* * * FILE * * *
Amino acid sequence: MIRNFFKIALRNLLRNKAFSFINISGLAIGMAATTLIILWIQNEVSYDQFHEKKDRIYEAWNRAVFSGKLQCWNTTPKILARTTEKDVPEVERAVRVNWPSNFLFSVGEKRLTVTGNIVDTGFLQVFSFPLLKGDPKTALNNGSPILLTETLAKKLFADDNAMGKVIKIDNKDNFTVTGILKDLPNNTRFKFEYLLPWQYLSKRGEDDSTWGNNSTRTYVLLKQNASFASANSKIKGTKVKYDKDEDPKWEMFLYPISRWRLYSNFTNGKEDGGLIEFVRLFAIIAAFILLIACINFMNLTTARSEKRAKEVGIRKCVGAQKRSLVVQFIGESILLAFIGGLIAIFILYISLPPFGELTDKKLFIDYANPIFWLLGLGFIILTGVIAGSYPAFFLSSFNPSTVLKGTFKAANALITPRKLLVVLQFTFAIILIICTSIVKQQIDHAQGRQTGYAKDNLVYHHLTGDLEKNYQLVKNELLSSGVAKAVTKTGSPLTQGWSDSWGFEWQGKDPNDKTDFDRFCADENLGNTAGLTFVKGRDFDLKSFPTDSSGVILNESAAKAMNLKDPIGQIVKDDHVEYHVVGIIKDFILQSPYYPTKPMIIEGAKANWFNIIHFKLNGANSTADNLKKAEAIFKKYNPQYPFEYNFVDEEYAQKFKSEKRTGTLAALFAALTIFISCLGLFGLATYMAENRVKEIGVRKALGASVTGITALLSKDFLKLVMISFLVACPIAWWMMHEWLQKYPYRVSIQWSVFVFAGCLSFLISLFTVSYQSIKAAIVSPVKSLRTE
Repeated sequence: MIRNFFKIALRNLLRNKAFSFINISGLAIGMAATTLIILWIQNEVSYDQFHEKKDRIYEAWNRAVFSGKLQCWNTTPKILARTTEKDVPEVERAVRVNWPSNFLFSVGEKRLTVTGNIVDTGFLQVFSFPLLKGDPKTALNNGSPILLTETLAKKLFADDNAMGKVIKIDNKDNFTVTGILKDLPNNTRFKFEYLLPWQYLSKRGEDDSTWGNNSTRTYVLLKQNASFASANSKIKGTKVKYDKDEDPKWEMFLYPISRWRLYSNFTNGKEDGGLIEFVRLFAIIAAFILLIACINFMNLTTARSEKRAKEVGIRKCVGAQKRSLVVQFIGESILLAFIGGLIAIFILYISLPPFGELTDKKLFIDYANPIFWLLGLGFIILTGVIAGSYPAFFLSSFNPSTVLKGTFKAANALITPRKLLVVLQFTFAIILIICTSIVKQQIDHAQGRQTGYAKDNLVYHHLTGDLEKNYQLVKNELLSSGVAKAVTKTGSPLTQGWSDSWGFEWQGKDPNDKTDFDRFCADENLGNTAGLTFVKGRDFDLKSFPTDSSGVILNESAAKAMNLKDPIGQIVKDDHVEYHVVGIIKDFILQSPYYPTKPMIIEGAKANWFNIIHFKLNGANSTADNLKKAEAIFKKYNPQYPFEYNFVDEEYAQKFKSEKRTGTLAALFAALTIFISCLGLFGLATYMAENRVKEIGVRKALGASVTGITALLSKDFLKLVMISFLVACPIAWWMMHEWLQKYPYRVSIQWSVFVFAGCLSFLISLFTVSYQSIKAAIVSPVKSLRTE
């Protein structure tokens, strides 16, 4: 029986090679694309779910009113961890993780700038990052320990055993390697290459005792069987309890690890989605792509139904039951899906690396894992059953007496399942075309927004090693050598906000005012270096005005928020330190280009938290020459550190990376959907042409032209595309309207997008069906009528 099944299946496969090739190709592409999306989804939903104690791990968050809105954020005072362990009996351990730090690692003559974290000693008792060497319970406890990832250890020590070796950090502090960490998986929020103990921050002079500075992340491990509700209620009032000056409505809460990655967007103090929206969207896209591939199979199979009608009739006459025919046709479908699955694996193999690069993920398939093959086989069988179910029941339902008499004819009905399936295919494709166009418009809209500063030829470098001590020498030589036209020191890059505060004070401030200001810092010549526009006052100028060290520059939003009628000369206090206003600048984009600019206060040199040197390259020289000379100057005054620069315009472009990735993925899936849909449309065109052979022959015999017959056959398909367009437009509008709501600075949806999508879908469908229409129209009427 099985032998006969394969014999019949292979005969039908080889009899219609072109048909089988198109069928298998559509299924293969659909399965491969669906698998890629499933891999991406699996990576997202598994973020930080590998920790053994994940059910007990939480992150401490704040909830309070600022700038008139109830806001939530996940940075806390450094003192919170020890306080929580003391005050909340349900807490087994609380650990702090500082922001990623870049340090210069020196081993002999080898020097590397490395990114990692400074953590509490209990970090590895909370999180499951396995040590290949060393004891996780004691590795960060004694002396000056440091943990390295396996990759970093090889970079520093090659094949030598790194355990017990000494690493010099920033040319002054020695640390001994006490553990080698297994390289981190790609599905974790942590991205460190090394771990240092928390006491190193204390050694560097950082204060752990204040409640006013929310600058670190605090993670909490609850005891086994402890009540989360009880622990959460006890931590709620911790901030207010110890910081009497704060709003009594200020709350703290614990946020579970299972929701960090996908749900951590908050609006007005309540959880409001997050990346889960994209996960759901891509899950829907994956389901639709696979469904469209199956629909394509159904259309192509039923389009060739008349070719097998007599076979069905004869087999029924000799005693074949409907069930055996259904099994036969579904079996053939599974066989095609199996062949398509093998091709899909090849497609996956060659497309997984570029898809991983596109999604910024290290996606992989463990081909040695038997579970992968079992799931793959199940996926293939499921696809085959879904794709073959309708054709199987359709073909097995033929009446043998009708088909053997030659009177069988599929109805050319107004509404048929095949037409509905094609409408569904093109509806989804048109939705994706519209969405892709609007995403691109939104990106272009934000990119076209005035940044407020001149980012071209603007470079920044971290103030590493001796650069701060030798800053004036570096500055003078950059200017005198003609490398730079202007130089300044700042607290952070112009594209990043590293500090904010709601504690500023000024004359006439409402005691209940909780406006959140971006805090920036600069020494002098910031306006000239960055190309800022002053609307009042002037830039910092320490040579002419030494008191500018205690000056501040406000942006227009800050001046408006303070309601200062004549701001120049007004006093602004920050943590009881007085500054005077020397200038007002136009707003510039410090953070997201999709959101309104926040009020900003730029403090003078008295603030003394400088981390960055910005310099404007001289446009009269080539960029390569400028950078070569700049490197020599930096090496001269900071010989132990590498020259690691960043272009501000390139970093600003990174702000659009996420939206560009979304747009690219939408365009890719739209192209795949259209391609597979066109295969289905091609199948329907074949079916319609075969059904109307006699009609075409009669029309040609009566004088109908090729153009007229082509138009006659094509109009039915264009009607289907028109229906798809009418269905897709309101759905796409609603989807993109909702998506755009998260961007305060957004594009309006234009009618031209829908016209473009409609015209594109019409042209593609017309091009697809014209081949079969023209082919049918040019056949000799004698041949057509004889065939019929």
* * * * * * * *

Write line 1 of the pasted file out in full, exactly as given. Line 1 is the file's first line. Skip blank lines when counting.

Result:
Amino acid sequence: MIRNFFKIALRNLLRNKAFSFINISGLAIGMAATTLIILWIQNEVSYDQFHEKKDRIYEAWNRAVFSGKLQCWNTTPKILARTTEKDVPEVERAVRVNWPSNFLFSVGEKRLTVTGNIVDTGFLQVFSFPLLKGDPKTALNNGSPILLTETLAKKLFADDNAMGKVIKIDNKDNFTVTGILKDLPNNTRFKFEYLLPWQYLSKRGEDDSTWGNNSTRTYVLLKQNASFASANSKIKGTKVKYDKDEDPKWEMFLYPISRWRLYSNFTNGKEDGGLIEFVRLFAIIAAFILLIACINFMNLTTARSEKRAKEVGIRKCVGAQKRSLVVQFIGESILLAFIGGLIAIFILYISLPPFGELTDKKLFIDYANPIFWLLGLGFIILTGVIAGSYPAFFLSSFNPSTVLKGTFKAANALITPRKLLVVLQFTFAIILIICTSIVKQQIDHAQGRQTGYAKDNLVYHHLTGDLEKNYQLVKNELLSSGVAKAVTKTGSPLTQGWSDSWGFEWQGKDPNDKTDFDRFCADENLGNTAGLTFVKGRDFDLKSFPTDSSGVILNESAAKAMNLKDPIGQIVKDDHVEYHVVGIIKDFILQSPYYPTKPMIIEGAKANWFNIIHFKLNGANSTADNLKKAEAIFKKYNPQYPFEYNFVDEEYAQKFKSEKRTGTLAALFAALTIFISCLGLFGLATYMAENRVKEIGVRKALGASVTGITALLSKDFLKLVMISFLVACPIAWWMMHEWLQKYPYRVSIQWSVFVFAGCLSFLISLFTVSYQSIKAAIVSPVKSLRTE